These Two Men
They came today, knocked on my door around mid-morning, and when I opened it they told me without any preamble that I was dead.
There they stood in the hallway, their bland interchangeable faces glowing in the half-light, these two men, these bearers of the worst possible news. And as I stood there I realized there was no doubting them; they already had a rooted, immovable presence and their open-shouldered stance blocked off the entire corridor. And yet I had no fear. On the contrary I found myself swept up in a sudden lightness of spirit that coursed through me, a blithe expansiveness of mood that had me inviting them into my flat. I stood back and motioned towards the sofa under the window where I might get a better look at my two visitors, these two sudden men.
They came as a pair – this much was immediately evident. Both wore suits and were clean-shaven and I guessed there was about ten years between them; the older one, the heavier one who had given me the bad news in the hall, I judged to be around my own age; his partner, I put in his late twenties. Both appeared to have mastered the paradox of establishing a solid, physical presence while at the same time effacing any specific detail in which this presence might be grounded. They were clean-shaven, they wore suits – that was as much as I would ever be able to say about them. And yet there was something of the comic double act, also, a complementary ease in the way they sat there, which convinced me I was about to witness one of those deft, professional routines that was no doubt worn smooth and seamless by much time and practice.And as I stood there gazing at them, I reflected that this was something new; I had not lived the sort of life that drew men in suits towards me; uniforms yes, suits no.
‘So,’ I said airily, ‘in what way am I dead? Spiritually perhaps, possibly metaphorically: what way exactly?’ I was in unexpectedly good form.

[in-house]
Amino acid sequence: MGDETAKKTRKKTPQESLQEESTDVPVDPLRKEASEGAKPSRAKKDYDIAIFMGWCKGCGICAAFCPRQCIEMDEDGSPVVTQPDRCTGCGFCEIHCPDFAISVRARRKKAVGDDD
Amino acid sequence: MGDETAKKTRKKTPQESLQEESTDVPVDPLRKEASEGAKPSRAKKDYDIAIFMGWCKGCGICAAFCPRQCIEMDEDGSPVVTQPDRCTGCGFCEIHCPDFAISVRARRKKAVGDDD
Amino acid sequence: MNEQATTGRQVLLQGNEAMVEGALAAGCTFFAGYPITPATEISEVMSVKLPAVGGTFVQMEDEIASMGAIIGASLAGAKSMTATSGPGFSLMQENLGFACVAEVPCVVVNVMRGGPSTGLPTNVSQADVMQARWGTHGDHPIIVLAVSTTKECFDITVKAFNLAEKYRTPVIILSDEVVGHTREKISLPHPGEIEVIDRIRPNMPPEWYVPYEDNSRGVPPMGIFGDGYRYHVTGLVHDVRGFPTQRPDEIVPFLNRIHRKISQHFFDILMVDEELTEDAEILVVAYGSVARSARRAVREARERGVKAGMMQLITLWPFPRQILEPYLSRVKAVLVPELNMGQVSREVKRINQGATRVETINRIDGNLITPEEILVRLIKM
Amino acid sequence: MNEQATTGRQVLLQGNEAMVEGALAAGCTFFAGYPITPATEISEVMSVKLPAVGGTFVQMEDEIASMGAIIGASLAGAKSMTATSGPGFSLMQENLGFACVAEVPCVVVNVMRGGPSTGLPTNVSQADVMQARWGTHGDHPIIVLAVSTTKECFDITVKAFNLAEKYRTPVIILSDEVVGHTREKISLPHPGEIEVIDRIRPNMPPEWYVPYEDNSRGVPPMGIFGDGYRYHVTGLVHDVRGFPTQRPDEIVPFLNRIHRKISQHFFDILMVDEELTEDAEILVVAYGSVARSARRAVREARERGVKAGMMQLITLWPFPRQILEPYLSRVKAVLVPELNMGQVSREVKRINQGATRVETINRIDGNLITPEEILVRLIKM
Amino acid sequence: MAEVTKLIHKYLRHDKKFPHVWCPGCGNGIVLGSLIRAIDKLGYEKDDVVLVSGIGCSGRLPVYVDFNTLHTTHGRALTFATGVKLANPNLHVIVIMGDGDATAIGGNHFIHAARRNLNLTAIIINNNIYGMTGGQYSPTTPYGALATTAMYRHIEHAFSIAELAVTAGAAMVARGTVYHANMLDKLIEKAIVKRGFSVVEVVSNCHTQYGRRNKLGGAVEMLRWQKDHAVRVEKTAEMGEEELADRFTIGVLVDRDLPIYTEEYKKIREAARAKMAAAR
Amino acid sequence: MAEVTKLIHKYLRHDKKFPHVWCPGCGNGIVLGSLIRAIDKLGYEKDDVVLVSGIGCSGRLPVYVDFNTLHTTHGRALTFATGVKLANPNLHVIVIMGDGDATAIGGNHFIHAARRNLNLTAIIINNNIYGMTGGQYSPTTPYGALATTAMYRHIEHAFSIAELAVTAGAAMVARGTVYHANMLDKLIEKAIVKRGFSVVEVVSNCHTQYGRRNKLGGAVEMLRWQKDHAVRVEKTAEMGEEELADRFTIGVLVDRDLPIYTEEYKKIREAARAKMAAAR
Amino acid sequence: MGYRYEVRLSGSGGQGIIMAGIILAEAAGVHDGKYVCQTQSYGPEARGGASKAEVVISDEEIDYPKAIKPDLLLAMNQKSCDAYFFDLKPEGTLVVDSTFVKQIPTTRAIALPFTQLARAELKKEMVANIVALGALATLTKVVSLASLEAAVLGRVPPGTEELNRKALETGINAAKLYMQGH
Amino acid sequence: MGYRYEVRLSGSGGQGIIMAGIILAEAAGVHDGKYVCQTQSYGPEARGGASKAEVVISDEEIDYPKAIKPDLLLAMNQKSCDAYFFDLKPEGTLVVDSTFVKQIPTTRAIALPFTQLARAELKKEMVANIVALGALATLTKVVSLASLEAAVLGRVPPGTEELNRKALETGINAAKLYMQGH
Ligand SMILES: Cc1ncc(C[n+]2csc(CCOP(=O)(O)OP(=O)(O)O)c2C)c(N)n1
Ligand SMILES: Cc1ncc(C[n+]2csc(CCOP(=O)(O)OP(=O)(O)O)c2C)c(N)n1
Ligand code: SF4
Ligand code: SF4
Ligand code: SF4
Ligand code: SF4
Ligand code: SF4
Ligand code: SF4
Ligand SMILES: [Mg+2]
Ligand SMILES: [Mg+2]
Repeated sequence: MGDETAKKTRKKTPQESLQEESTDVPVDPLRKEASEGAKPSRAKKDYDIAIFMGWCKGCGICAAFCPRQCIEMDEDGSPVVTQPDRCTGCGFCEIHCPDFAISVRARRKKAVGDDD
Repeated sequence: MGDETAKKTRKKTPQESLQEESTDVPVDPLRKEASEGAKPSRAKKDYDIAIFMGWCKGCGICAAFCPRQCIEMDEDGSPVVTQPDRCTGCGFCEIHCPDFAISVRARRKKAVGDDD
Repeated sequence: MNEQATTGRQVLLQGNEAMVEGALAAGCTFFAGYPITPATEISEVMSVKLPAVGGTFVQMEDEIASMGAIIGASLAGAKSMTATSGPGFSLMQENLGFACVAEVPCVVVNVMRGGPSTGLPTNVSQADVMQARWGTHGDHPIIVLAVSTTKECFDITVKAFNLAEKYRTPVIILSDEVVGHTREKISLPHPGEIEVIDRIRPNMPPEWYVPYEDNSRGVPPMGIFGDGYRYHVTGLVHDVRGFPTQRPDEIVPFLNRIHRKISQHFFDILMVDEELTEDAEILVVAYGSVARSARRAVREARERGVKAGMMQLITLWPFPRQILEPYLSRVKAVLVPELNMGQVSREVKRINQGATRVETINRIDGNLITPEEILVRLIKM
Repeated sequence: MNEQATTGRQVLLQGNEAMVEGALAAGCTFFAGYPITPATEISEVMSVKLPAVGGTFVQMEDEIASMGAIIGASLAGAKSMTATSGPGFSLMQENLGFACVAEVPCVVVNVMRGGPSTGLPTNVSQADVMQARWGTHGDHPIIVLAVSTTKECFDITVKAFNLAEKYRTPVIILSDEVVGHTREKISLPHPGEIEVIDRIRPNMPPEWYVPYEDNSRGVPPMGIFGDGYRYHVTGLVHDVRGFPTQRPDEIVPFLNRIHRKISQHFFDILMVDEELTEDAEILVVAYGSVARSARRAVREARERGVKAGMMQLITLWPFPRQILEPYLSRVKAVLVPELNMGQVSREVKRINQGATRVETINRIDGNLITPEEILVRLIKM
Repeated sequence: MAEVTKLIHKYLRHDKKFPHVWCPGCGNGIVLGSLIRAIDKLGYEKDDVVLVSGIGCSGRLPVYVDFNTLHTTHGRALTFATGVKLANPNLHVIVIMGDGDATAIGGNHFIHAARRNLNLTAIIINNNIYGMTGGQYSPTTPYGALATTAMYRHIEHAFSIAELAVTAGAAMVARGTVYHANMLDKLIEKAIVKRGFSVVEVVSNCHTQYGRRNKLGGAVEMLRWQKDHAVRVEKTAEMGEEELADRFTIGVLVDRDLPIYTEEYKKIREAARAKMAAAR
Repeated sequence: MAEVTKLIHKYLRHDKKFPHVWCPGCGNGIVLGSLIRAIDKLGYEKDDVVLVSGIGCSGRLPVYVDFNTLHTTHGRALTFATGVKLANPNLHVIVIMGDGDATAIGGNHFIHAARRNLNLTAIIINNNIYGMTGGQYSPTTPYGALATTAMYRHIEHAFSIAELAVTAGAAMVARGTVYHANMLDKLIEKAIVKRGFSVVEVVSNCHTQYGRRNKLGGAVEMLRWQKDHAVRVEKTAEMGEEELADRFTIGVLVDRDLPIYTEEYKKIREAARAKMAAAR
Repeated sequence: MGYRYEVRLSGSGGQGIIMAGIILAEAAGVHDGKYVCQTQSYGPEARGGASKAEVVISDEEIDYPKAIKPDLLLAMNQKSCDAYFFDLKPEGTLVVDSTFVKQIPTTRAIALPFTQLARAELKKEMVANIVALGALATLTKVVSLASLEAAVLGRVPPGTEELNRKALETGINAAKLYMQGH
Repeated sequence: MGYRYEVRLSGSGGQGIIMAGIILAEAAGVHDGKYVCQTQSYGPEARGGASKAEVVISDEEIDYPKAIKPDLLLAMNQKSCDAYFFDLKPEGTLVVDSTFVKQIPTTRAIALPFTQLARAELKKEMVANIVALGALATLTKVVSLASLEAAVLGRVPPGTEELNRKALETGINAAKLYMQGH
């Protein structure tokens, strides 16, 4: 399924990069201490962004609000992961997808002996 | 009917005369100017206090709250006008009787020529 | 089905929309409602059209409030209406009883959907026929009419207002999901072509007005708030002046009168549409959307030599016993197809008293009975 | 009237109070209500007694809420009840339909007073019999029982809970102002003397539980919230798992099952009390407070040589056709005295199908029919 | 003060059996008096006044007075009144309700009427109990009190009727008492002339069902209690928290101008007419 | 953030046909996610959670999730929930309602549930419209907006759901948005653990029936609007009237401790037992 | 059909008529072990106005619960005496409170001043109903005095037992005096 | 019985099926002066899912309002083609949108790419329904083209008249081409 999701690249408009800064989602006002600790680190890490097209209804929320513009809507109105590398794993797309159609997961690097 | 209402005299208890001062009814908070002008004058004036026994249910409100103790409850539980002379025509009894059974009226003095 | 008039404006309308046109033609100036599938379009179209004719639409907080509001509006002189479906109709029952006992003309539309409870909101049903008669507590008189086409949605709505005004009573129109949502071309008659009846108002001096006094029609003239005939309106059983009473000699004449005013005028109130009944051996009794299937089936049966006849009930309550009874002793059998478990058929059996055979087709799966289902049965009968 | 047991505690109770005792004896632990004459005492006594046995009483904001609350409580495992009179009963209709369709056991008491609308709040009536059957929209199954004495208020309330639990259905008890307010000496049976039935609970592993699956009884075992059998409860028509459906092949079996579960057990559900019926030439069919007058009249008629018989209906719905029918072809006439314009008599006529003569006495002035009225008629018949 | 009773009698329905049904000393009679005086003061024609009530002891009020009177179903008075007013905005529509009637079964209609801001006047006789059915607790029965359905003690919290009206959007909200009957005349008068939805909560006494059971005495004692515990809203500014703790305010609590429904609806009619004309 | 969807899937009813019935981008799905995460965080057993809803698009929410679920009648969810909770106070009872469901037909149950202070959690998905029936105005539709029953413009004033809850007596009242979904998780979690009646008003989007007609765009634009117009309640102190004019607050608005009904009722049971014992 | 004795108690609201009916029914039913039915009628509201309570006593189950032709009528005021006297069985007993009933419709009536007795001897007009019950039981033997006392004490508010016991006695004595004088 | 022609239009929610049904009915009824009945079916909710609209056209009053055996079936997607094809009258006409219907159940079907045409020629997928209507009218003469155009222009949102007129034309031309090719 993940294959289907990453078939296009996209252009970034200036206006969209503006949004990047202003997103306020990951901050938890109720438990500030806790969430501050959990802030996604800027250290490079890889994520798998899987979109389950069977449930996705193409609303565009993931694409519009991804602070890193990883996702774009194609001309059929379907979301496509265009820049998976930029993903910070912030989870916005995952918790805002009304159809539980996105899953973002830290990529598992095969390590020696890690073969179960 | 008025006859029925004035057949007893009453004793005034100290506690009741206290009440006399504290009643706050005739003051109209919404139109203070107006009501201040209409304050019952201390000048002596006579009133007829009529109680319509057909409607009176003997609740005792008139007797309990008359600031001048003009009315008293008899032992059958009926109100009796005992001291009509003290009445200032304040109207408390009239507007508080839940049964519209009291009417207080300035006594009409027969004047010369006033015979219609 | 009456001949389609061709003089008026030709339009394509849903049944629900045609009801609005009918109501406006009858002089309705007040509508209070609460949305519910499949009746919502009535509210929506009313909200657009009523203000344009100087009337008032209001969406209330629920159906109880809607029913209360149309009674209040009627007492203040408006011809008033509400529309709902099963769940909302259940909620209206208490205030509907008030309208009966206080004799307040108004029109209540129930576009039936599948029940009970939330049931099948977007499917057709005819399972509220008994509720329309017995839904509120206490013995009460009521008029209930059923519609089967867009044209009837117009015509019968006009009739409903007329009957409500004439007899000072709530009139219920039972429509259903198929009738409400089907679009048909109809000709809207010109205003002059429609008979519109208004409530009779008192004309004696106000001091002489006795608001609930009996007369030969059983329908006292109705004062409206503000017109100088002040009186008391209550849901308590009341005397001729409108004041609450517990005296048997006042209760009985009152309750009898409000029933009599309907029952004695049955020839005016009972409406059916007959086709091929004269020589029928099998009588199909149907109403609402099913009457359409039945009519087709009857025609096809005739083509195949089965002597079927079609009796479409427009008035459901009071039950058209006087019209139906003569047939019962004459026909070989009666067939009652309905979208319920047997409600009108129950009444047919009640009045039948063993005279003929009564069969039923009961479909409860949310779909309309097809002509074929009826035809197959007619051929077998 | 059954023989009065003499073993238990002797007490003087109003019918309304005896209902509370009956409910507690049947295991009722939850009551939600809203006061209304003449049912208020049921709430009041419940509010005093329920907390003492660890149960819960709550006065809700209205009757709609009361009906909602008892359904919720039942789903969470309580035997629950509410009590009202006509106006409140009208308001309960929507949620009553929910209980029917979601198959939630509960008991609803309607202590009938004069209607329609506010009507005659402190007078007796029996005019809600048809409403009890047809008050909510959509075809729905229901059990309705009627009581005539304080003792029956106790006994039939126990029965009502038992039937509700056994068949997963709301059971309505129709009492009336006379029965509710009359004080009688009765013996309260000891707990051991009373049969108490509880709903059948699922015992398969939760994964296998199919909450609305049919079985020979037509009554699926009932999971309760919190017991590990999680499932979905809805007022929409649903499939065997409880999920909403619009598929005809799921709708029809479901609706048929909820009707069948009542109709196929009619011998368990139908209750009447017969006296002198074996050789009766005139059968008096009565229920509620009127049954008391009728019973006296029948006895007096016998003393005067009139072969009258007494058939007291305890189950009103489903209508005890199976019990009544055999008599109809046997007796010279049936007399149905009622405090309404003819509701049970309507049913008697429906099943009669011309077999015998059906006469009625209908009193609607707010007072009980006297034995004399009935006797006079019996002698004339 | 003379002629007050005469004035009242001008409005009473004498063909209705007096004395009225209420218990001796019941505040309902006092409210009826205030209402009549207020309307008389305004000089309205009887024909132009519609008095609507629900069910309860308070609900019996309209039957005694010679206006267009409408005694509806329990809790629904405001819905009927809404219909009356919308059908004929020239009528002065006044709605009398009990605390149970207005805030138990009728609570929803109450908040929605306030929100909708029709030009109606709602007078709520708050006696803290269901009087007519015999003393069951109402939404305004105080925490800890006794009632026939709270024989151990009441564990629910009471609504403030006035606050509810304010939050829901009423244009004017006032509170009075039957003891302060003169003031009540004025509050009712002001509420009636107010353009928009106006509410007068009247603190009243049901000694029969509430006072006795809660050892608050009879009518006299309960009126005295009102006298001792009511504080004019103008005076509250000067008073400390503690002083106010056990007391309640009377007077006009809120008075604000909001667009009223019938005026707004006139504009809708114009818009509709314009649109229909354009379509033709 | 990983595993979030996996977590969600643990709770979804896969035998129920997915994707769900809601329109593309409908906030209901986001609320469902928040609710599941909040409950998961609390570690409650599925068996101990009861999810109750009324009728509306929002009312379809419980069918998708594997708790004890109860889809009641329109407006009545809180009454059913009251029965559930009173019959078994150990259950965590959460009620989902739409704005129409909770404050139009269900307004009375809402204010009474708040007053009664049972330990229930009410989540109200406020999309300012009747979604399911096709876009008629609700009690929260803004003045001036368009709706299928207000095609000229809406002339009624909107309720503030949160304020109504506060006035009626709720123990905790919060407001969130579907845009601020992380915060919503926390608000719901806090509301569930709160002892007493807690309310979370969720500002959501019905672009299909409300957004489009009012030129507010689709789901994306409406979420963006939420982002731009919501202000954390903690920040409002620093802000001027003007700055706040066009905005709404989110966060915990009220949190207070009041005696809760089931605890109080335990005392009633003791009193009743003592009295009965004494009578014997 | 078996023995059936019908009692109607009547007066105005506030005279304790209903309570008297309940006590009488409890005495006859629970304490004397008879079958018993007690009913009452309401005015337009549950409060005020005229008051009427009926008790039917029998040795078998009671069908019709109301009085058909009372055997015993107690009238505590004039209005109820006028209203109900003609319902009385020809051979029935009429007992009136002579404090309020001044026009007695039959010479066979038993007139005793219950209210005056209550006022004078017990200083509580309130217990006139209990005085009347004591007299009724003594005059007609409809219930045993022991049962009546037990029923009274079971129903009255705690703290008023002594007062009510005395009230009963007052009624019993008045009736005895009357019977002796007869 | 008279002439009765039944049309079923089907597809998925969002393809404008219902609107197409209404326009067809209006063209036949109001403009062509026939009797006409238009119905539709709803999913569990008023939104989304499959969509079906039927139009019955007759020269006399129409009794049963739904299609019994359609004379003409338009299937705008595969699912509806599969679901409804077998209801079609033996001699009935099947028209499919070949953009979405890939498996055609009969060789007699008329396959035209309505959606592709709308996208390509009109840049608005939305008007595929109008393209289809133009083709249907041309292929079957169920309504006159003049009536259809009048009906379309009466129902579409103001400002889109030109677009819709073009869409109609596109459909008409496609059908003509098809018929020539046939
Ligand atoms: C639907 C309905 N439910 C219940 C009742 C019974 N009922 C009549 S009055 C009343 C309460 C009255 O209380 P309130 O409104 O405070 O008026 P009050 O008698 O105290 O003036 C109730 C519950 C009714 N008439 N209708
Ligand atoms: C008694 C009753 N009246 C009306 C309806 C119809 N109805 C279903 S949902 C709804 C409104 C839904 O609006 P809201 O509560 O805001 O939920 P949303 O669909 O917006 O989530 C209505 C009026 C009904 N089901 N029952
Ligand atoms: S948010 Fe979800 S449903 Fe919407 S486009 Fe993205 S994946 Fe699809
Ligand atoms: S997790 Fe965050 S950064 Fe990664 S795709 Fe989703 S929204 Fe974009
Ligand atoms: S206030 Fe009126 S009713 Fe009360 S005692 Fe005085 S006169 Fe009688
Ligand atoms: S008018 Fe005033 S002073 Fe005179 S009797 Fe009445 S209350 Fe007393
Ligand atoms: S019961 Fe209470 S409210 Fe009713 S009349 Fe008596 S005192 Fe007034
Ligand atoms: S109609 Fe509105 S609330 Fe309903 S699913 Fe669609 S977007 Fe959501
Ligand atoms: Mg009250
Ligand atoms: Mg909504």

All promise of light comedy evaporated completely in the toneless delivery of the older man.
He leaned forward with his elbows on his knees and his voice came across like dry sand running in a pipe.
‘It would be a mistake to understand yourself dead in any partial, metaphorical or analogical sense,’ he began. ‘There is only one way in which someone is dead and that is literally, totally and absolutely. Such is the case with you at this very moment. And, I would advise, the sooner you dismiss all evidence which says otherwise, the sooner we will all be able to move on.’ He sat back and placed both his hands on his knees.
By rights a fit of laughter should have taken hold of me then. The ludicrousness of what he had just said was verified in every atom of my being; in fact my whole circumstance at that particular moment could hardly have served a more vivid testimony to my life and its ongoing continuance. For starters there was this pain in my lower back, which throbbed warmly after I had slept awkwardly on it; the apple I had eaten for breakfast had lodged a nagging piece of itself between my teeth and would not come loose; not ten minutes ago I had hung up the phone on my girlfriend and earlier still, I remembered, I had made plans to meet a friend for a drink that night; my leg … I caught myself on abruptly.
That I had been pushed so easily into this survey of myself and my circumstances says something of my visitors’ confidence in themselves and my own aptness for confusion.